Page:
Sunayani Devi (1875 – 1962): An Overview

Sunayani Devi was an Indian painter born into the aristocratic Tagore family in Calcutta, West Bengal in 1875. She was a self-taught artist with no academic training in art. Inspired by her brothers, Abanindranath Tagore, Gaganendranath Tagore, and Samarendranath Tagore, she started painting only at the age of 3. She was married at the age of 11 to the grandson of Raja Ram Mohan Roy.

Sunayani Devi’s naive and primitivist art represented a spontaneous and deeply personal practice, at a time when patriarchal mores dictated women be confined within domesticity, and by dint of this, her art came to be seen from an anti-colonial frame. Although she was not formally trained in art like her brothers, Sunayani Devi grew up observing them work and developed an interest in painting. Despite being married at a young age and living in an orthodox, patriarchal society, this interest was encouraged by her husband and she eventually took up painting professionally in her thirties alongside her household work.

Sunayani Devi’s works and her subjects were drawn from Indian mythology and epics like the Mahabharata and Ramayana as well as from her domestic life in a traditional Bengali household. Her style was inspired by the traditional pata paintings and folk figurines of Bengal, and she is credited as the first modern artist to champion rural and folk art, a trend that artists like Jamini Roy would also embrace.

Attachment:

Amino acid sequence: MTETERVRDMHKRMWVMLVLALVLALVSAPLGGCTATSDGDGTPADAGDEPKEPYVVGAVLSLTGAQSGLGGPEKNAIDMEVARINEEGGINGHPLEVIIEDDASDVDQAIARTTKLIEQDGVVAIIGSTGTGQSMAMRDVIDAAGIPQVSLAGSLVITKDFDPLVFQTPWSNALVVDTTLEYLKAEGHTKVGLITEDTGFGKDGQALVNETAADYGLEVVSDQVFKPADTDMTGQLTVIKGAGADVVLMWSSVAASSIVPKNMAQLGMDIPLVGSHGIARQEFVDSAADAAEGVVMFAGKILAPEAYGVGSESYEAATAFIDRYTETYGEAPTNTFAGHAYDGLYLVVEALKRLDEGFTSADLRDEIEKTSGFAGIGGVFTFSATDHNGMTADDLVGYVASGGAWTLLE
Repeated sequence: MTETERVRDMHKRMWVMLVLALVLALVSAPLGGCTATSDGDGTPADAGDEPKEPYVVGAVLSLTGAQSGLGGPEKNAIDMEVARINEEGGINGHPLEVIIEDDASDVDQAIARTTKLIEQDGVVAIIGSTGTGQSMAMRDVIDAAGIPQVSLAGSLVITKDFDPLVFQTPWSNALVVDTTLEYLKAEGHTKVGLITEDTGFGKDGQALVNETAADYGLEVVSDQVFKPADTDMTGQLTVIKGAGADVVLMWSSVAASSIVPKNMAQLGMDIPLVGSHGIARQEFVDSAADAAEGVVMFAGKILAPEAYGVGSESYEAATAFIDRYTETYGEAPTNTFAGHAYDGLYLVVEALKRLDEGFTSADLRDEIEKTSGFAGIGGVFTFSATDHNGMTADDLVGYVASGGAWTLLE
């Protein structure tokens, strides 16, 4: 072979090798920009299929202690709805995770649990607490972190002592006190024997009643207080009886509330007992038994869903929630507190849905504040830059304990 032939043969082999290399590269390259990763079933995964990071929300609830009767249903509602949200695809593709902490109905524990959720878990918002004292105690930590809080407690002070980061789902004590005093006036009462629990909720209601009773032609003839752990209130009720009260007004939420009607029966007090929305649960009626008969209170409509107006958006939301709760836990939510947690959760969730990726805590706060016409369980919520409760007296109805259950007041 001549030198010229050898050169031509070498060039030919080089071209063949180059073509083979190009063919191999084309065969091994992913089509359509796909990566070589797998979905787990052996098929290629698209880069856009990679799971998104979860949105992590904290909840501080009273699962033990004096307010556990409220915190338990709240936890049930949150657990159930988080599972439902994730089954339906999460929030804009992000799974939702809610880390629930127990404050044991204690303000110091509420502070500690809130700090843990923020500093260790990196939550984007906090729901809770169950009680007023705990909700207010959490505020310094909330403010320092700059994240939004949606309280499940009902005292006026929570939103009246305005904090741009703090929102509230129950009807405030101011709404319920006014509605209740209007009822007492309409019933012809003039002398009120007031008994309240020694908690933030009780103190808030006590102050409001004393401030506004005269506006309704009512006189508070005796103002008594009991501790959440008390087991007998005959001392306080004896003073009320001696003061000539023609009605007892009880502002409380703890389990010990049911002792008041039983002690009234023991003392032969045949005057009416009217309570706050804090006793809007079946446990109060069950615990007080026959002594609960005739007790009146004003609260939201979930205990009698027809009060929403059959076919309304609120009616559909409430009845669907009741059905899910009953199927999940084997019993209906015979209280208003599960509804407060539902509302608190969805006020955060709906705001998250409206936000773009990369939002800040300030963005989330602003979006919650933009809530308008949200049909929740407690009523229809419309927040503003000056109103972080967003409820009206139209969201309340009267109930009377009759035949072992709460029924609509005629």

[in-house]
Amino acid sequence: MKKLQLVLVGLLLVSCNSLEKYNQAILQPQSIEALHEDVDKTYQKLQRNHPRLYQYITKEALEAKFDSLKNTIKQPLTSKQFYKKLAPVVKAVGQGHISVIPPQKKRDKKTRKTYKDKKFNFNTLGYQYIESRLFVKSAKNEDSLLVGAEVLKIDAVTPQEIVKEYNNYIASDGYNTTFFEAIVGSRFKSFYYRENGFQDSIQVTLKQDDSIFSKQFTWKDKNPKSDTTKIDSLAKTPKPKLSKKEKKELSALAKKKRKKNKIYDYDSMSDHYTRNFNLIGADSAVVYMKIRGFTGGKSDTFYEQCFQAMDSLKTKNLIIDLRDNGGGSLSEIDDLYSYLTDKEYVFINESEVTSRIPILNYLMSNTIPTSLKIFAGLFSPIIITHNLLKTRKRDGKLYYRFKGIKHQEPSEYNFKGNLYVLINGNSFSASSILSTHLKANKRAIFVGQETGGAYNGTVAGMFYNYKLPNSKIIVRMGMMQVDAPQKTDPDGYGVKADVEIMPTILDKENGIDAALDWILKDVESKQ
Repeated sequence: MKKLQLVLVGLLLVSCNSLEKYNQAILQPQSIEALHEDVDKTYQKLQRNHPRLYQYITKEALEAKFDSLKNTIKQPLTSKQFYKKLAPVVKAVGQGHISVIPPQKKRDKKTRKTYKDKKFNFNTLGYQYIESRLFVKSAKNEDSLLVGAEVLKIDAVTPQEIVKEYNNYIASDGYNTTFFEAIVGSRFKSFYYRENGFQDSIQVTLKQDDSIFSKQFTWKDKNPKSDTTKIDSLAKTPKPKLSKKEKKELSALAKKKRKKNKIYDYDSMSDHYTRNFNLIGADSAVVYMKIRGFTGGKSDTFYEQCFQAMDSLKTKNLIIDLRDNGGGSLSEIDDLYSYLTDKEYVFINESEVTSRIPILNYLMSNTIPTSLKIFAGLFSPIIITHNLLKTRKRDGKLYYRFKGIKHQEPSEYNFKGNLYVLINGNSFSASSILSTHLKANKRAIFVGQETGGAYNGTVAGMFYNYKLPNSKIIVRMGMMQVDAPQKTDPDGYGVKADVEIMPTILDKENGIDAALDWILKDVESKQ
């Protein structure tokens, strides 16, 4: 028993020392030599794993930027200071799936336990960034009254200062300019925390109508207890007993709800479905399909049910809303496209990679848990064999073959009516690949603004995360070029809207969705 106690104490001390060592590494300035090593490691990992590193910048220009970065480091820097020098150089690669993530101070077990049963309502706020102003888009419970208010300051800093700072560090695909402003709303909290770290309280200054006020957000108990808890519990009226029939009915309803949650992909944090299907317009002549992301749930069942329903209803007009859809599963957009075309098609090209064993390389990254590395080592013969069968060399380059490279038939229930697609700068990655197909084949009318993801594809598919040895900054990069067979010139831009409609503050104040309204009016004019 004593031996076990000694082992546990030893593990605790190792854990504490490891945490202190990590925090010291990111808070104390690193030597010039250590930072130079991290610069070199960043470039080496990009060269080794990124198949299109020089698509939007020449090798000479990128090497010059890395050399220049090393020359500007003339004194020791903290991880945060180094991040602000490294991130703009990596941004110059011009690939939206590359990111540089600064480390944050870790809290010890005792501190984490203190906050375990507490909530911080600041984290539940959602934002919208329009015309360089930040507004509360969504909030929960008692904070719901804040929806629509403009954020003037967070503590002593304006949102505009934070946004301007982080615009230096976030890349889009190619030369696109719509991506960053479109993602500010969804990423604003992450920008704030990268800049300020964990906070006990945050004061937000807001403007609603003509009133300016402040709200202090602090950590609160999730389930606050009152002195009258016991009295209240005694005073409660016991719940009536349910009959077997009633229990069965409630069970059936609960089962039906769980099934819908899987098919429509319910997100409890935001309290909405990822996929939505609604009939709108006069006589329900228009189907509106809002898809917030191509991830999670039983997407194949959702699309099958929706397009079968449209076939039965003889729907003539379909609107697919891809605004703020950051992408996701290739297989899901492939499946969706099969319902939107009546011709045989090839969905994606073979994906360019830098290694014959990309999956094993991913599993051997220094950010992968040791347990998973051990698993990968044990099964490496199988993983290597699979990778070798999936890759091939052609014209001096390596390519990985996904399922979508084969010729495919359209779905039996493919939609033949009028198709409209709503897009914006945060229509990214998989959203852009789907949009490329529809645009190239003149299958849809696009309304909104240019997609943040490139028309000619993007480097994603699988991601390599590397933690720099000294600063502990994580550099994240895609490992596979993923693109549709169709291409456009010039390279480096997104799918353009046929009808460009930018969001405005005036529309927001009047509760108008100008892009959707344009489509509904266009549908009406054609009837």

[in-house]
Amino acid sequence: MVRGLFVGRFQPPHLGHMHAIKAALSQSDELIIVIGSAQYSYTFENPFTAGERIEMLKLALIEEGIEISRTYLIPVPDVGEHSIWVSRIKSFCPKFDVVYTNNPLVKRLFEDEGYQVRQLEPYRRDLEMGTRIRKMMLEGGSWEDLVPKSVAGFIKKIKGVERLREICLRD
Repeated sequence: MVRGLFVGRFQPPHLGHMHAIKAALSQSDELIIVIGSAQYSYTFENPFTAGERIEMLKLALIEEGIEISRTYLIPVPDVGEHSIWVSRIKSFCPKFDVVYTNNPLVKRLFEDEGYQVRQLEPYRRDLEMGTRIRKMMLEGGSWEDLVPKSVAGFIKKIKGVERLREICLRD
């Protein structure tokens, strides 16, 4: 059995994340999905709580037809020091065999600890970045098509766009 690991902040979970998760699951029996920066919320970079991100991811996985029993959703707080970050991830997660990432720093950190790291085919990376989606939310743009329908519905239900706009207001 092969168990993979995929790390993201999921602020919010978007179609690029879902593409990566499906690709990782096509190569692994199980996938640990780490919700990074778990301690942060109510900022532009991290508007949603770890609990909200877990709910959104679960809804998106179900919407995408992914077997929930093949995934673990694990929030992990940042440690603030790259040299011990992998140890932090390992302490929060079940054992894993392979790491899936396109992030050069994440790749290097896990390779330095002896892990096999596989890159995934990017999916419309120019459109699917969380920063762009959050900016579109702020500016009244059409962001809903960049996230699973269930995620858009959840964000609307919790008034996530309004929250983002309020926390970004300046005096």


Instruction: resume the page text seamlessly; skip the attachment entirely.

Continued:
Sunayani Devi - Lady with a Parrot

Partha Mitter describes her unique method. “Sunayani first drew a red or black outline with brush on paper, which was then filled in with watercolours prepared by herself and applied with a thin paintbrush. She then dipped the sheet into a circular drum of water allowing the colours to be absorbed by the paper. The wash was used as a continuous process through which the form emerged without taking recourse to drawing. She firmed up the outline with the brush once the hazy shapes started emerging out of the washes, the washes themselves investing her works with a delicate hue.” (P. Mitter, The Triumph of Modernism, India’s Artists and the Avant-garde, 1922-1947, New Delhi, 2007, p. 40)

“Her naïve work was singled out as a continuation of the ‘simple’ art of the Indian village, a contemporary expression of authentic India. The modernist discourse of primitive simplicity and the nationalist discourse of cultural authenticity come together in the image of Sunayani Devi as a nationalist artist.” (P. Mitter, New Delhi, 2007, p. 43)

Her important works include Sadhika, Ardhanarisvar, Satir Dehatyag, Milk Maids, Yashoda, and Krishna.

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